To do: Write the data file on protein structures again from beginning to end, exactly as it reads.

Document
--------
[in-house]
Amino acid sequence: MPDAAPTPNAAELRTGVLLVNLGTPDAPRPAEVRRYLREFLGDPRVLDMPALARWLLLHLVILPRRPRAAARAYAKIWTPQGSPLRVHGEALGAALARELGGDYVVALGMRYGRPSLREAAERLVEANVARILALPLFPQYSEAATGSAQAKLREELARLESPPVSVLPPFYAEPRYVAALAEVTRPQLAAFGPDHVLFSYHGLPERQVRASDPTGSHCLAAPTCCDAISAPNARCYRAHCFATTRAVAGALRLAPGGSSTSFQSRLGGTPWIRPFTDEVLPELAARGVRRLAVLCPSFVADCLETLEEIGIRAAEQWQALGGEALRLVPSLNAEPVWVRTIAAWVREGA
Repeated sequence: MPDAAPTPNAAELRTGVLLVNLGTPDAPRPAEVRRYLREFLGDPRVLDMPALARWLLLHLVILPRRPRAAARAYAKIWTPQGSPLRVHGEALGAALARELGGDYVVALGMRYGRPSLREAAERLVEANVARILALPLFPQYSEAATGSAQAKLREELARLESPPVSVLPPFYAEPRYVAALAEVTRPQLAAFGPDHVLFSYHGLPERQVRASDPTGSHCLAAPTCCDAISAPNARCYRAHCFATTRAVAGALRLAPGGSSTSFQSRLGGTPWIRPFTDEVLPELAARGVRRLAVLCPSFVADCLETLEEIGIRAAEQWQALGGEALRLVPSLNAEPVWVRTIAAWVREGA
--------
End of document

[in-house]
Amino acid sequence: MPDAAPTPNAAELRTGVLLVNLGTPDAPRPAEVRRYLREFLGDPRVLDMPALARWLLLHLVILPRRPRAAARAYAKIWTPQGSPLRVHGEALGAALARELGGDYVVALGMRYGRPSLREAAERLVEANVARILALPLFPQYSEAATGSAQAKLREELARLESPPVSVLPPFYAEPRYVAALAEVTRPQLAAFGPDHVLFSYHGLPERQVRASDPTGSHCLAAPTCCDAISAPNARCYRAHCFATTRAVAGALRLAPGGSSTSFQSRLGGTPWIRPFTDEVLPELAARGVRRLAVLCPSFVADCLETLEEIGIRAAEQWQALGGEALRLVPSLNAEPVWVRTIAAWVREGA
Repeated sequence: MPDAAPTPNAAELRTGVLLVNLGTPDAPRPAEVRRYLREFLGDPRVLDMPALARWLLLHLVILPRRPRAAARAYAKIWTPQGSPLRVHGEALGAALARELGGDYVVALGMRYGRPSLREAAERLVEANVARILALPLFPQYSEAATGSAQAKLREELARLESPPVSVLPPFYAEPRYVAALAEVTRPQLAAFGPDHVLFSYHGLPERQVRASDPTGSHCLAAPTCCDAISAPNARCYRAHCFATTRAVAGALRLAPGGSSTSFQSRLGGTPWIRPFTDEVLPELAARGVRRLAVLCPSFVADCLETLEEIGIRAAEQWQALGGEALRLVPSLNAEPVWVRTIAAWVREGA